ASPIRE is a quarterly magazine published by PCI in cooperation with the associations of the National Concrete Bridge Council. The editorial content focuses on the latest technology and key issues in the Concrete Bridge Industry.
Issue link: http://www.aspiremagazinebyengineers.com/i/297006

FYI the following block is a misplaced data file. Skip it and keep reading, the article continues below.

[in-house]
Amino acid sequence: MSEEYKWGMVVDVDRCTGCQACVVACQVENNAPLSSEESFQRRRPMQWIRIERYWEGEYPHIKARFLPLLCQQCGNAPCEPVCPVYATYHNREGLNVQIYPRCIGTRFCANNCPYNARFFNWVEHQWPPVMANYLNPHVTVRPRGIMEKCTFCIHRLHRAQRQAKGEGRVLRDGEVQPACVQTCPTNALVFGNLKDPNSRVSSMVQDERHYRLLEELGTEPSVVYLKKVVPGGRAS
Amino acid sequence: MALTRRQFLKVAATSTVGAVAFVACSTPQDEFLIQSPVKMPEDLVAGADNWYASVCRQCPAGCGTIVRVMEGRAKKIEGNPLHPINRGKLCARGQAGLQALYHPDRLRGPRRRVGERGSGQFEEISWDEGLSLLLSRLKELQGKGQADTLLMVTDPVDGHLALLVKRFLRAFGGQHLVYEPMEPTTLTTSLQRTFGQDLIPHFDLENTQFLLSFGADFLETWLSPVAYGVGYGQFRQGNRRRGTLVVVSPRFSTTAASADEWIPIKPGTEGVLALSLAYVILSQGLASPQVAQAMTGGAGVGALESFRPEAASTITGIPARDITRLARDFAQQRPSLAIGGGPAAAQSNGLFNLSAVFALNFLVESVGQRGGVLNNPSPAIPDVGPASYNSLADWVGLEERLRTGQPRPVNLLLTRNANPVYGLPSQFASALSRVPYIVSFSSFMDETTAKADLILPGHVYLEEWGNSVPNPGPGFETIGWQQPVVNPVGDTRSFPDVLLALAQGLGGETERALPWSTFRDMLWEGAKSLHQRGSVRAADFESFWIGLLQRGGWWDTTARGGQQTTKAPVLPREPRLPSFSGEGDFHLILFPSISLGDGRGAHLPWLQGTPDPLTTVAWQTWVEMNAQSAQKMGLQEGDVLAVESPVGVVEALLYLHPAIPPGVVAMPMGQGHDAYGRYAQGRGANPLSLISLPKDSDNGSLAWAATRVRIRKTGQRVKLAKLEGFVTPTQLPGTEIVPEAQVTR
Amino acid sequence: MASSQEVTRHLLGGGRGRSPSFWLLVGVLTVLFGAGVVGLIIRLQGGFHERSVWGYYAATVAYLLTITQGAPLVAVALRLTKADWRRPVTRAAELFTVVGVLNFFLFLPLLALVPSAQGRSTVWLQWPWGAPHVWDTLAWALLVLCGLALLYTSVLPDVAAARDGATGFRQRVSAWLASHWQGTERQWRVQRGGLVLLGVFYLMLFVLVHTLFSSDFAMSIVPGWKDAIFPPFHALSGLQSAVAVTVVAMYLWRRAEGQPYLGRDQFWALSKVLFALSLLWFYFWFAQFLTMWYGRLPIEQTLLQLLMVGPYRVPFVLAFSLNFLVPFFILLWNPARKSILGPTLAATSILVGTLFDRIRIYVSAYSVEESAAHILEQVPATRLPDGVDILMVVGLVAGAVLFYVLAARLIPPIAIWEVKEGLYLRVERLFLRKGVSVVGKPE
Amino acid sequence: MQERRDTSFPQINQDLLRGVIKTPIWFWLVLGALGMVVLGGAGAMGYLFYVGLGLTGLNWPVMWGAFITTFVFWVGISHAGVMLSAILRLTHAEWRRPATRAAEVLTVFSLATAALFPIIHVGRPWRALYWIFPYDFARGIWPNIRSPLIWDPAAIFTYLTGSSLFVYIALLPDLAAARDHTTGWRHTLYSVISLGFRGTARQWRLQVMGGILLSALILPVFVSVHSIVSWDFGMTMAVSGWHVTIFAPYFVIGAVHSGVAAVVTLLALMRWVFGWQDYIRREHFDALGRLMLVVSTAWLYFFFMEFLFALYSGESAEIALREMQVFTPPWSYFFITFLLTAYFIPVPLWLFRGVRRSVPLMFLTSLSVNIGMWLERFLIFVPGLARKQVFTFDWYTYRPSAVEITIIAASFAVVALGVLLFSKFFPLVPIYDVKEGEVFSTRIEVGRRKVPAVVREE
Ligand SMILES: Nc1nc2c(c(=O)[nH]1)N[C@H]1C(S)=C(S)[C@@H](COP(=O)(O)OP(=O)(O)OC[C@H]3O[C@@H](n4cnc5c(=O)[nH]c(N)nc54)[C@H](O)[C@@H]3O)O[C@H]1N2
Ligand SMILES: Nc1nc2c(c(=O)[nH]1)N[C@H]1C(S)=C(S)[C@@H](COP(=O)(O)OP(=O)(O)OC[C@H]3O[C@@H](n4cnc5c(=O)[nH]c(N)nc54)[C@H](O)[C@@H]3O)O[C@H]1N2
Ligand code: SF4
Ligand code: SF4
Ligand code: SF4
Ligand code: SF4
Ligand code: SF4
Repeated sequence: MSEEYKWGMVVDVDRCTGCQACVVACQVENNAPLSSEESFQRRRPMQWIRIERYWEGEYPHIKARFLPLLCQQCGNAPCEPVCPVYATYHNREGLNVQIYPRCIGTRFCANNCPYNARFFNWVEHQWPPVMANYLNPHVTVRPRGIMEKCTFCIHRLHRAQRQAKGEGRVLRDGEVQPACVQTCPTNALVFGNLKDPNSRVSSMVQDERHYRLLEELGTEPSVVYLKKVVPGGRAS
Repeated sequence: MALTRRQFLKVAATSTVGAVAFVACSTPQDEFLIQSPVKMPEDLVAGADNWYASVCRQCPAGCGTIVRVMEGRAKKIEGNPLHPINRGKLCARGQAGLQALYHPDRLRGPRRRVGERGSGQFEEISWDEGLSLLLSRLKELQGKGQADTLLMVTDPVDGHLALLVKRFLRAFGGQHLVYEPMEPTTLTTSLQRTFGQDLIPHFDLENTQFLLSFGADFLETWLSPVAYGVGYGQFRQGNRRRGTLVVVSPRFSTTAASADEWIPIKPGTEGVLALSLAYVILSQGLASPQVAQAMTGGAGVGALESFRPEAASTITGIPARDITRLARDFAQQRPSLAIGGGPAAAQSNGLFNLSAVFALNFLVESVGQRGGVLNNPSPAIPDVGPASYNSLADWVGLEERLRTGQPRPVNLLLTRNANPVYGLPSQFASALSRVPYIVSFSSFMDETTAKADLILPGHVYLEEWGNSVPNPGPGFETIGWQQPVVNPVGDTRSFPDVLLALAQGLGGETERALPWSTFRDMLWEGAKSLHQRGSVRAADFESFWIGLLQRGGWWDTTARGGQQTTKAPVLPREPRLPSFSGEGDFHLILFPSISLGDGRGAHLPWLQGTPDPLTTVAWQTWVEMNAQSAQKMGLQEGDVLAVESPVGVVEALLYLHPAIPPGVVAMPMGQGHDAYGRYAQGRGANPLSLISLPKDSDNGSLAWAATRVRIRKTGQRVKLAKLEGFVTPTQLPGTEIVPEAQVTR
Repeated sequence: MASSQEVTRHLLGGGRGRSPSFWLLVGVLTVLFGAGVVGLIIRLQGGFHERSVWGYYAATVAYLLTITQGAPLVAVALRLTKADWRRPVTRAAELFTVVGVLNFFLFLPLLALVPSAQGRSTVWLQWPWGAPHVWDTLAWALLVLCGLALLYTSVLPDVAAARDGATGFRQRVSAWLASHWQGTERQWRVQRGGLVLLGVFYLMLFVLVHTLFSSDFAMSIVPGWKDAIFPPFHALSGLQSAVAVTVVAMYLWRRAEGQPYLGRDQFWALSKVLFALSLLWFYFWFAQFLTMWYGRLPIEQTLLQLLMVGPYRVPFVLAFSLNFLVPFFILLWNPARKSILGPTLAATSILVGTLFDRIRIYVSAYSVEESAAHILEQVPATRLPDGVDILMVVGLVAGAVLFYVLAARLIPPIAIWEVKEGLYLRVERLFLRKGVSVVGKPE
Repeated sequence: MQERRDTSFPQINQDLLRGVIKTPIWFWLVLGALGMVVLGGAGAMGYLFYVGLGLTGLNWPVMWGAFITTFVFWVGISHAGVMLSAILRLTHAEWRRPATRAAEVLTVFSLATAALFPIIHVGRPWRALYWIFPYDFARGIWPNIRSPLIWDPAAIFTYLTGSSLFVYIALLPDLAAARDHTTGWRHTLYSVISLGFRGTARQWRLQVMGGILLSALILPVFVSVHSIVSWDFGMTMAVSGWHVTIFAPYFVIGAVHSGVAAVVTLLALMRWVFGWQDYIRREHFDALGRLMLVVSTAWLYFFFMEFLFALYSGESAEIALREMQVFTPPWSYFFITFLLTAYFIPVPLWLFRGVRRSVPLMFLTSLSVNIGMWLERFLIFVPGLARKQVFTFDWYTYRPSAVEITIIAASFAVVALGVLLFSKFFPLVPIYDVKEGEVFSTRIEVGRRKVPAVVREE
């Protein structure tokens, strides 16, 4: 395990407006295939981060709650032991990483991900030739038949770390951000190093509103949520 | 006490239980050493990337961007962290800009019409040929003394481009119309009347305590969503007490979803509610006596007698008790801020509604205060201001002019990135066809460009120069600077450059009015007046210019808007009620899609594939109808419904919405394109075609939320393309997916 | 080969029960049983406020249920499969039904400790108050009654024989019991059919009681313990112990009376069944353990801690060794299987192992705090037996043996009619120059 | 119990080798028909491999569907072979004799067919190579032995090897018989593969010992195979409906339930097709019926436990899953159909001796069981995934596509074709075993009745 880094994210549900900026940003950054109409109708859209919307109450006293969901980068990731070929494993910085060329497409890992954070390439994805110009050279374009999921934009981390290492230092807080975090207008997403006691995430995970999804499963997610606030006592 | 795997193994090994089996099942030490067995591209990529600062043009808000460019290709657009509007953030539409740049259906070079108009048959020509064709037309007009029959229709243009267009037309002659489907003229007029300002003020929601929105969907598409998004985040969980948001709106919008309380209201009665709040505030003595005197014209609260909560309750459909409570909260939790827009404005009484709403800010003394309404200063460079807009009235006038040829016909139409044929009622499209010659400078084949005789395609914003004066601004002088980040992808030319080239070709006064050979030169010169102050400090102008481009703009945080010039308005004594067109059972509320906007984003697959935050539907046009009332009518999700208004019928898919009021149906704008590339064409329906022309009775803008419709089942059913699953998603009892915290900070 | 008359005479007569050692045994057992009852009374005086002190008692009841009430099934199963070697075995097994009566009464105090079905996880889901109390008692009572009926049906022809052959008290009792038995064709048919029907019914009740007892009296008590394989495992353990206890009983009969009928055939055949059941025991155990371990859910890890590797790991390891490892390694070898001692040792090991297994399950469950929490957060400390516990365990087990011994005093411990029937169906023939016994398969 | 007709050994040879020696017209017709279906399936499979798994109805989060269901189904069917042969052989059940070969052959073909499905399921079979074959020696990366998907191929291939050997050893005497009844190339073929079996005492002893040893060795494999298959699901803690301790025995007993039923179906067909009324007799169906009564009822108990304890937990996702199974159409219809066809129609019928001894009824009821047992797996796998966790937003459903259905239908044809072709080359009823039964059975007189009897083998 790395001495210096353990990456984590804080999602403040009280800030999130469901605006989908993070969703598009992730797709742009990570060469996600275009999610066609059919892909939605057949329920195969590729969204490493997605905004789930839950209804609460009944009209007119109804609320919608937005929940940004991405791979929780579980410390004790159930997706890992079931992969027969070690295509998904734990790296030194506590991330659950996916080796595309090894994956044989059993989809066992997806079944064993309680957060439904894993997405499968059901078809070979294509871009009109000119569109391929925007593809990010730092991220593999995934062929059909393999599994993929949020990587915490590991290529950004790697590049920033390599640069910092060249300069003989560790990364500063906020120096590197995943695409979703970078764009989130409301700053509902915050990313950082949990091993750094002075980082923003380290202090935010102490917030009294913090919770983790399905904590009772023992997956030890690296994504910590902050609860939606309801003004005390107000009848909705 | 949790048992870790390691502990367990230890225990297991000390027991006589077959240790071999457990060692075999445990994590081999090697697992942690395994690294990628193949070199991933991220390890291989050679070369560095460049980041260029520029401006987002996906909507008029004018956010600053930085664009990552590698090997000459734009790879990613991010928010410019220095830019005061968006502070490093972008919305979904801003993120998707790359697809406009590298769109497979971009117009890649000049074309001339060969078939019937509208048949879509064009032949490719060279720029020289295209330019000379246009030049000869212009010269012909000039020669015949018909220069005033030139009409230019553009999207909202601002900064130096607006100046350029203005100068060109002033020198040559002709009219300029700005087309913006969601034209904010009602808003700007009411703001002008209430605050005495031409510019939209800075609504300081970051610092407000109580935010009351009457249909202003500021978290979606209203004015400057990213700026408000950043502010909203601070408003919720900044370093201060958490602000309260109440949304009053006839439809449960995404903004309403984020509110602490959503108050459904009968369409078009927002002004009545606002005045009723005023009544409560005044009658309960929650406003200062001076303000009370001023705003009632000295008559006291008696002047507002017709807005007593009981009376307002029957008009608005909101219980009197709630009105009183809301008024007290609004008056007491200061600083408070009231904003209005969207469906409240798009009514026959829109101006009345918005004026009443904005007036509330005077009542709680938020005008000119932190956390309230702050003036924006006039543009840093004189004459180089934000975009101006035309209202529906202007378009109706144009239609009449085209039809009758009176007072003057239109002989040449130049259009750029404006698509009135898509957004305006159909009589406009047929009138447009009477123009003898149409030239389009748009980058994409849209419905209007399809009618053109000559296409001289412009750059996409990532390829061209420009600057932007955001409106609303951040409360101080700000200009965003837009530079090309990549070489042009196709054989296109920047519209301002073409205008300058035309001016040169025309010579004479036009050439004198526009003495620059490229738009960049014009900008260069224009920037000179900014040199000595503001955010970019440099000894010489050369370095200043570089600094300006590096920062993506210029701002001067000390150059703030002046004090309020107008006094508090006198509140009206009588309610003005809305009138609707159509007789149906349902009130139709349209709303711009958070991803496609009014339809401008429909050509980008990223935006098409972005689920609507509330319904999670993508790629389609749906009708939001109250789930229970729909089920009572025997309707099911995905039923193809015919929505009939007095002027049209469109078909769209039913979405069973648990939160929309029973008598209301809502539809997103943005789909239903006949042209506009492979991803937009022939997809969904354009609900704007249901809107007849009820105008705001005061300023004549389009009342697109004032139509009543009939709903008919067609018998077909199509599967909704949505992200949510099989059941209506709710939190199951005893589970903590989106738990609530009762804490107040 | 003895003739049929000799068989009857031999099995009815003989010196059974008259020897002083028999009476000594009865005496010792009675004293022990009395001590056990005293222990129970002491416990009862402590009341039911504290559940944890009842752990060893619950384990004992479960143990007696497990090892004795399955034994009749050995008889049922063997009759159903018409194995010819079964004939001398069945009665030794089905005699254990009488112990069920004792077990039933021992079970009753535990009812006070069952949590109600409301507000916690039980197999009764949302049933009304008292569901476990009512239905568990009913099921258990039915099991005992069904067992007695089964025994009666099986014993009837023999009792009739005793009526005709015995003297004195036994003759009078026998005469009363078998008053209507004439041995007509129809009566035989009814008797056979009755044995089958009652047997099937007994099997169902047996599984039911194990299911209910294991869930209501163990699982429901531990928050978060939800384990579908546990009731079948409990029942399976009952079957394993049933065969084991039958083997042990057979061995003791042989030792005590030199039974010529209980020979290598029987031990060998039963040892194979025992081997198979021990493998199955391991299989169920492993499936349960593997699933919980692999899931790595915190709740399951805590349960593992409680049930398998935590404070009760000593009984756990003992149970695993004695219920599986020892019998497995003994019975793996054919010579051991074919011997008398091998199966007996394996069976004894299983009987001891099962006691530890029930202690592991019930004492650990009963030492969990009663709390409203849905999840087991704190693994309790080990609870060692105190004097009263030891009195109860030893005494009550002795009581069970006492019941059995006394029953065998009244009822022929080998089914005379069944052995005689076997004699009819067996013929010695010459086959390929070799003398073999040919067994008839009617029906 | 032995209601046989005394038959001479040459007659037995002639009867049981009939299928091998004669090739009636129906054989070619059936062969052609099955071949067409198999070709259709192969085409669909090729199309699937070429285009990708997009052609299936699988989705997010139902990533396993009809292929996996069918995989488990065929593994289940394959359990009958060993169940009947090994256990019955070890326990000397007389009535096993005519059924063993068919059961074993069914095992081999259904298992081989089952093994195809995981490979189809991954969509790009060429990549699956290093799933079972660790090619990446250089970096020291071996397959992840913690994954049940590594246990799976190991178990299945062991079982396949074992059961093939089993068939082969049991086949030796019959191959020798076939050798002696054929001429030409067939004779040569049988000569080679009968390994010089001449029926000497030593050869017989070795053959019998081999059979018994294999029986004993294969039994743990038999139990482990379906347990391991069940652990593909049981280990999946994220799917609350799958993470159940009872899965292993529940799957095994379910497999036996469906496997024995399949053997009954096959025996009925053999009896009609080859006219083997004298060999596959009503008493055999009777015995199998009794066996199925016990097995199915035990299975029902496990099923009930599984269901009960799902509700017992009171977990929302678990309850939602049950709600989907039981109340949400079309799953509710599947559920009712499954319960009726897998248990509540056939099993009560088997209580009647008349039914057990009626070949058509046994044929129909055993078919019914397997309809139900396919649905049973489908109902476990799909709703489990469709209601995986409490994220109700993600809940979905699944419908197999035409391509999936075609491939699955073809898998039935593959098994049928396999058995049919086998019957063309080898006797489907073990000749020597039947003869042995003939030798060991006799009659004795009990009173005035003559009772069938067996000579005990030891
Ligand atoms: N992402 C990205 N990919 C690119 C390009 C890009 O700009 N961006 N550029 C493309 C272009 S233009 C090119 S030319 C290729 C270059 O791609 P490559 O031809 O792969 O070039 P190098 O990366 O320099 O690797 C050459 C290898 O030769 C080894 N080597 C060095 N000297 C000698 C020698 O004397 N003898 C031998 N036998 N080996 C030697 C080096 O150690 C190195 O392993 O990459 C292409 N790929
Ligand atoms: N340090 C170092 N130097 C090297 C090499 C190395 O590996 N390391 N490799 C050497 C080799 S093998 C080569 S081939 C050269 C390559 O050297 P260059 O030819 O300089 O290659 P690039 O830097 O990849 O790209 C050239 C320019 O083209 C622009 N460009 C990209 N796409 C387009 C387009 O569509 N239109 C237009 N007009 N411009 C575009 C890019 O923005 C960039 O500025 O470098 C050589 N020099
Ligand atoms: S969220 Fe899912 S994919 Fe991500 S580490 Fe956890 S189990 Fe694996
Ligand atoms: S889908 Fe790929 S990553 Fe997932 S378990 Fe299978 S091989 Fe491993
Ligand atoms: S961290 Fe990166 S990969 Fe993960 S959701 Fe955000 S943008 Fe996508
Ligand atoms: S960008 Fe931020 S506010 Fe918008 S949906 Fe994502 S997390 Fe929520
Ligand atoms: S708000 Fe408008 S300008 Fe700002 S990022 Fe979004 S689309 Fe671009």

C O U N T Y 38 | ASPIRE , Summer 2013 L ike much of the nation, Buchanan County, Iowa, has many old bridges. For some perspective, Buchanan County has replaced bridges built in 1870, 1872, and 1875. As a reminder, General Custer fought in the Battle of Little Bighorn June 25, 1876. Buchanan County has been aggressively replacing these older bridges, yet it still has pin-connected truss bridges from the late 1800s or early 1900s. In rural Buchanan County, economics drive replacement methods. Economics consider life- cycle costs, so greater first costs are acceptable in exchange for long-term performance. Most of the county's 257 bridges are less than 60-ft-long, so simple spans are preferred. Currently, precast concrete slabs seem the most economical for spans less than 50 ft. This system is popular in the region. Buchanan County is the location of the Jakway Park Bridge—one the first bridges in the United States to use ultra-high-performance concrete (UHPC). The UHPC is used in the Pi-shaped girders of the 51-ft 4-in.-long center span of this three-span bridge. (See ASPIRE Winter 2010) Recently, a cast-on-site slab bridge was constructed on geosynthetic reinforced soil (GRS) abutments. The goal was to construct the bridge without a crane. The plan was to construct the concrete slabs on site and pull them into place with a wrecker. This was an aggressive concept because the slabs were 6 ft wide, 2 ft thick, and 52 ft long. Placing the slabs with the wrecker led to safety concerns. In an effort to expedite the opening of the bridge, a large crane was brought in to place the slabs. The county incorporated a number of new technologies on this project, such as internal c u r i n g o f t h e c o n c r e t e u s i n g p r e w e t t e d lightweight aggregate. Test results showed that the concrete's 28-day compressive strength was increased by 19%, flexural strength was increased by 9%, shrinkage was reduced, and charge-passing coulombs (per rapid chloride permeability test [ASTM C1202]) was reduced by 13.7%. This information correlated very closely with an article in the January/February 2013 issue of Concrete Bridge Views. In addition to the internally cured concrete and cast-on-site concrete slabs, this project also incorporated GRS abutments, designed and constructed with layers of backfill wrapped in fabric, and stacked on a one-to-one slope and faced with a roller-compacted concrete. Slopes of 2:1 were used parallel to the road. Placement and compaction was accomplished utilizing a vibratory compactor on a hydraulic excavator. _______ Brian Keierleber is county engineer, Buchanan County, Independence, Iowa. Innovations in Buchanan County, Iowa by Brian Keierleber, Buchanan County, Iowa Ultra-high-performance concrete was used in the Pi-shaped girders of the center span of the Jakway Park Bridge. Photo: Iowa Department of Transportation. More information about internal curing of concrete using lightweight aggregate is available in a new American Concrete Institute publication titled "Report on Internally Cured Concrete using Prewetted Absorptive Lightweight Aggregate," ACI (308-213)R-13. M o r e i n f o r m a t i o n a b o u t G R S i s available on the FHWA website: www. fhwa.dot.gov/everydaycounts/technology/ grs_ibs/. Editor's NotE Cast-on-site concrete slabs. Photo: Buchanan County. Compacted concrete on geosynthetic reinforced soil abutments on Jakway Park Bridge. Photo: Buchanan County. Book_Sum13.indb 38 7/1/13 7:01 AM